Article

Chris Orlob
Chris Orlob 30 October 2017

This Is the #1 Priority for Sales Leaders Going Into 2018

If you want to maximize your investment, spend the time on the most coachable reps. That will never be your best or worst performers. It will always be the middle.

Sales managers spend most of their time, energy, and resources on two groups of salespeople: Their top performers and their worst ones.

After all, the best reps are typically eager for coaching. It’s also rewarding for their manager to spend time with them — they’re proof of her success. And she wants to keep them happy so they don’t leave for a different company.

The sales manager also spends time with her low performers because they demand her attention. She feels responsible for their results; plus, she either needs to coach them up or let them go.

And who’s ignored? The middle 60%.

This tendency to focus on the best and worst is one of the biggest issues impeding your team’s success today. I’d argue it’s a far more critical problem than lead quality or quantity, poor productivity, or lack of processes.

A study from Matthew Dixon and Brent Adamson of CEB, now Gartner, shows sales coaching is almost meaningless when applied to the wrong reps.

“In research involving thousands of reps, we found that coaching — even world-class coaching — has a marginal impact on either the weakest or the strongest performers in the sales organization,” they write.

Here’s why.

First, your average performers have the biggest gains to make. Let’s say your top-earning salespeople usually attain 125% of quota. (That would put them in the 85th percentile.)

If they have an amazing month or quarter, they might be able to hit 130%, maybe even 140%. But they’re already knocking it out of the park — which means they have marginal room to improve.

The reps at the top of the leaderboard already doing most (if not all) things right.

Now take a rep who typically makes 80% quota. Because he’s starting at a lower point, it’s much easier to lift him up. Maybe he’s not spending his time on the right activities. Maybe he’s not motivated enough. Maybe he’s struggling with a specific aspect of the sales process. Maybe he’s failing to have effective sales conversations.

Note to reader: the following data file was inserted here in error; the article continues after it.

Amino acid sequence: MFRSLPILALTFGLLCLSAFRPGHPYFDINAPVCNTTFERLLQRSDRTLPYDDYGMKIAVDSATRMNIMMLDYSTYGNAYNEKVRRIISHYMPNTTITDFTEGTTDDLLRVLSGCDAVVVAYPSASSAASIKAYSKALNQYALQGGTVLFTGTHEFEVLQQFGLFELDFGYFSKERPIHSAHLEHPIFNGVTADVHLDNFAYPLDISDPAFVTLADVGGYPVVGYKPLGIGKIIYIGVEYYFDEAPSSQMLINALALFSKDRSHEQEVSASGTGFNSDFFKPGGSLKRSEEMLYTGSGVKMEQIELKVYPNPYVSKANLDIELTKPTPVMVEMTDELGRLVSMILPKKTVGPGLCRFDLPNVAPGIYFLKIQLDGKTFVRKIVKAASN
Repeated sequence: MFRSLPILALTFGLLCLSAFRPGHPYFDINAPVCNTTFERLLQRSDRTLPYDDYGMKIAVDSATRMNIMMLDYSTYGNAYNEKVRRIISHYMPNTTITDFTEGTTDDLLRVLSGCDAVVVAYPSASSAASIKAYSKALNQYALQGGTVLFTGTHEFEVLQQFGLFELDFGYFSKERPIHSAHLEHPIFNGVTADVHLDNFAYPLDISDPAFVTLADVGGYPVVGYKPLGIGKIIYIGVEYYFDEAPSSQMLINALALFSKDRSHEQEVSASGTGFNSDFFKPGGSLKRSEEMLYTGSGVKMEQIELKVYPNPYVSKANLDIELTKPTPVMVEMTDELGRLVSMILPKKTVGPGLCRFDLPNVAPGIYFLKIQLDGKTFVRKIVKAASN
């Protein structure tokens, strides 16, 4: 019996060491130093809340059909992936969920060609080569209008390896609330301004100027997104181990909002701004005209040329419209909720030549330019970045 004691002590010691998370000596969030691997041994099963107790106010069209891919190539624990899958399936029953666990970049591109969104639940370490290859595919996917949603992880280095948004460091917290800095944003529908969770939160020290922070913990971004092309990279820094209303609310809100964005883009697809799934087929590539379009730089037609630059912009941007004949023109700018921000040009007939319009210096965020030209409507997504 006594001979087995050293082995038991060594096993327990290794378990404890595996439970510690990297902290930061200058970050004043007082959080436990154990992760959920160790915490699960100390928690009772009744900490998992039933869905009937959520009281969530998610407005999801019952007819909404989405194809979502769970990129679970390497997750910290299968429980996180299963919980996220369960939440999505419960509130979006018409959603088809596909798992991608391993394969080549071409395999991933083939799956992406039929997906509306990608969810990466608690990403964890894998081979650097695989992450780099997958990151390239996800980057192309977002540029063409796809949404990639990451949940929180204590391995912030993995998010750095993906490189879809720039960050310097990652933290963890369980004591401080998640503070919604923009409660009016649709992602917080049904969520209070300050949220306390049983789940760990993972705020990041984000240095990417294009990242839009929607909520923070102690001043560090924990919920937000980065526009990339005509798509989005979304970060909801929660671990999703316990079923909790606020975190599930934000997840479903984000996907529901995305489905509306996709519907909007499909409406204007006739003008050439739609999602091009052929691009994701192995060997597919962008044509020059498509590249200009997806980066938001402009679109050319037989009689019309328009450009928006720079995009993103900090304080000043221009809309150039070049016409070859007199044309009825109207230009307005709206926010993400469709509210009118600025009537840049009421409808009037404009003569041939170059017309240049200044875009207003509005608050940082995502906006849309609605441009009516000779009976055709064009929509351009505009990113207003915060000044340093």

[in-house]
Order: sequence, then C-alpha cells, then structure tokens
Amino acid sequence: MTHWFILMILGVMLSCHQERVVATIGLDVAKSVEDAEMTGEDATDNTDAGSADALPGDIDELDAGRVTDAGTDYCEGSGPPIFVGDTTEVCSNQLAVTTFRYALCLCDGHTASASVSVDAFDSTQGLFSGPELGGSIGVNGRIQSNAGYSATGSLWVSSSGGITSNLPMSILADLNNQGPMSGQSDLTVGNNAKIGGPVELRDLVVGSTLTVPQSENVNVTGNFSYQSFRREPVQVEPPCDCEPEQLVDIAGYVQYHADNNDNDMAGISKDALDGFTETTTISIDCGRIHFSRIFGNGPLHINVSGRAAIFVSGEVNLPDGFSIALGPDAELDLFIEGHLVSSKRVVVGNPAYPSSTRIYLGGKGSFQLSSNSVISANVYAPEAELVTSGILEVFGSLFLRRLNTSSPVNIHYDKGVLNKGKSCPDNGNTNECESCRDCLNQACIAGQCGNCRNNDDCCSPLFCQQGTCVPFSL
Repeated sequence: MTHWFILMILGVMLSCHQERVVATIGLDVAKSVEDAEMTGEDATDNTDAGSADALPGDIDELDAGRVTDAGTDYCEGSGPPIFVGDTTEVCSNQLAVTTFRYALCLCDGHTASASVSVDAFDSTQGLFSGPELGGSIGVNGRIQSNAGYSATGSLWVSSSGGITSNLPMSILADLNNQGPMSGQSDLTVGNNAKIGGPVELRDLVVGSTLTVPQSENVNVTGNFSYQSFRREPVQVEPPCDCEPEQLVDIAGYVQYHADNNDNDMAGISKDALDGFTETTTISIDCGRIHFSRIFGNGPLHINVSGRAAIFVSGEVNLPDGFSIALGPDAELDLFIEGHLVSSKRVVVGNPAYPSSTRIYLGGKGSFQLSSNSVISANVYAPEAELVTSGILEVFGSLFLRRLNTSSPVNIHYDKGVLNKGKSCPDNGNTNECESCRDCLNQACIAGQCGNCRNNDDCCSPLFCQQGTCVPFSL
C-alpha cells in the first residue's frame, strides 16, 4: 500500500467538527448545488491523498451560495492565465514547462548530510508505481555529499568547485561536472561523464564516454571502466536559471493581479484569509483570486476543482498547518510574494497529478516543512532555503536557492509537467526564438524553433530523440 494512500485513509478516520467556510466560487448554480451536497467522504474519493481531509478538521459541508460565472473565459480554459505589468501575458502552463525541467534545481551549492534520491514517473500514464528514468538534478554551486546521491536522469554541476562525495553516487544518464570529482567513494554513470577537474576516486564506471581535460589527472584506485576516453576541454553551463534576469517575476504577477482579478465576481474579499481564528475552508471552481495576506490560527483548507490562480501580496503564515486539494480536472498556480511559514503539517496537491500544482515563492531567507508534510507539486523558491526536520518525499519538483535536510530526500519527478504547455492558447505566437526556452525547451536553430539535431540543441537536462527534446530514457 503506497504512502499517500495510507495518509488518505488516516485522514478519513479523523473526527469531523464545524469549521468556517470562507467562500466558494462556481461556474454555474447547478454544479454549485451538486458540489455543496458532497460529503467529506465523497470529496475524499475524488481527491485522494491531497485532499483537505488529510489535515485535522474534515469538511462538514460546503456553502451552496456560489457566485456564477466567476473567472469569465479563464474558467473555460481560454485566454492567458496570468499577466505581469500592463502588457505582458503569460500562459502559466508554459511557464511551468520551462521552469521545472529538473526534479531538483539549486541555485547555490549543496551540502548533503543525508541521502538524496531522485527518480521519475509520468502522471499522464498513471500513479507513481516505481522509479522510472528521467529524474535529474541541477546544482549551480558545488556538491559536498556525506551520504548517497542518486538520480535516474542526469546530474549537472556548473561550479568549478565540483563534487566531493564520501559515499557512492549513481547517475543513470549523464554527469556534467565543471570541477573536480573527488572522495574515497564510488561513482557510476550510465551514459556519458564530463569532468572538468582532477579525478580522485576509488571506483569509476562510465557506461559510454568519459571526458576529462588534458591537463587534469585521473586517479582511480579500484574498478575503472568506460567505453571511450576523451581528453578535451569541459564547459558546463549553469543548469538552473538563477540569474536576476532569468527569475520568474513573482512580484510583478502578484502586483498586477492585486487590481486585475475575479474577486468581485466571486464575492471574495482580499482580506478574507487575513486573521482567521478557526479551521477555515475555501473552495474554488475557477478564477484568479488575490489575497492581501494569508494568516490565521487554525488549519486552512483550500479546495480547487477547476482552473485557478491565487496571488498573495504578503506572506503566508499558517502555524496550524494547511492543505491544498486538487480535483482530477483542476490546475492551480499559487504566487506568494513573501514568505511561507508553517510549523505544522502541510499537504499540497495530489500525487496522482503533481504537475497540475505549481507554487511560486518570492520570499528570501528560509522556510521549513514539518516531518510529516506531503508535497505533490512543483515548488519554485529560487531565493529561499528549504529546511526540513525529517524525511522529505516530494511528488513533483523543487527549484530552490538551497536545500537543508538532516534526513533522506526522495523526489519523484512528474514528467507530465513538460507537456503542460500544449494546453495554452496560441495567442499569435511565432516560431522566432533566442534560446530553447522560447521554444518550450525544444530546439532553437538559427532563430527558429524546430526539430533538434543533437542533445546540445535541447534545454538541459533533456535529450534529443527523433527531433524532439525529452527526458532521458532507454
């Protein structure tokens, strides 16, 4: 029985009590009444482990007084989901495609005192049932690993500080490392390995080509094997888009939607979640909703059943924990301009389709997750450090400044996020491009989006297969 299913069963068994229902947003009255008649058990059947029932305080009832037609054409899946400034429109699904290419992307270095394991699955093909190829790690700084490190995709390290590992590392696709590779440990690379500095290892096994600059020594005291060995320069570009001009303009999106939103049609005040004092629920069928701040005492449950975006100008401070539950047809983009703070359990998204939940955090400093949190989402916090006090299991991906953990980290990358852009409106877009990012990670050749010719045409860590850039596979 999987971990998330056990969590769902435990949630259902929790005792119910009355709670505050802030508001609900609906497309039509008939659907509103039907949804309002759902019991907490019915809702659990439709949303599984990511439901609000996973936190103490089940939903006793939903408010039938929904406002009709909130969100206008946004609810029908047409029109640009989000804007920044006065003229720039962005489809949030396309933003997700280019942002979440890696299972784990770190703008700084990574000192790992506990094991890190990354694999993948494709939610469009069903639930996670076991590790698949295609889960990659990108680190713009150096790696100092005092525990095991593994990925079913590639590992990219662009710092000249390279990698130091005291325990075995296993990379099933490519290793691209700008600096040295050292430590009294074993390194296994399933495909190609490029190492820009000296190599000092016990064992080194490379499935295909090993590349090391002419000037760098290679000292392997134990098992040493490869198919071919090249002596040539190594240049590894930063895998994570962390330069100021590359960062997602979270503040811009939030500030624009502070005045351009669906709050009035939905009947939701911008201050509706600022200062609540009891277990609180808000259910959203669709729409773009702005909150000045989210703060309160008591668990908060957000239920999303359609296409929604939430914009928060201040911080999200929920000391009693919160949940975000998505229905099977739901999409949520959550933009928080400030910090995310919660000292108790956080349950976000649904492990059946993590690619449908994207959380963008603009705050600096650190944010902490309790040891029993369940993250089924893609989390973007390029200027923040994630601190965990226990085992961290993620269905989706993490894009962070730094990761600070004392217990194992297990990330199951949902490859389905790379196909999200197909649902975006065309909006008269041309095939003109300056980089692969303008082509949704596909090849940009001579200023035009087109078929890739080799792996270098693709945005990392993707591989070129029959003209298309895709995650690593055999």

Once you’ve identified the issues and helped him reach full potential, this rep could regularly hit quota.

Dixon and Adamson found coaching can improve performance for middle performers up to 19%.

Second, you have a lot more “average” reps than top ones. Let’s say you manage a team of 15 salespeople. Plot their average performance on a bell curve, and three will be on the far left, nine will be in the middle, and three will be on the far right.

Getting an extra 20% in revenue from the middle of the pack — nine salespeople — will have a much bigger impact on your bottom line than a 10-20% increase from your superstars — just three reps.

Case in point: An analysis of 625 salespeople across 11 sales organizations revealed a 5% productivity increase across the core would generate 70% more revenue than the same 5% shift for top performers.

Third, you can’t provide the same attention to everyone. The typical sales manager believes they spend around four hours per month coaching their reps (no, that’s not a typo.) Reps think that monthly average is even less… to the tune of 2.2 hours.

No matter which group is right (it probably depends on your definition of “coaching”), that’s as astronomically small number considering the impact coaching can have on performance. If you want to maximize your investment, spend the time on the most coachable reps. That will never be your best or worst performers. It will always be the middle.

If you want to hit your number, you can’t ignore this problem. Will you take the opportunity to transform your team, results, and ultimately, leadership legacy?

 

 

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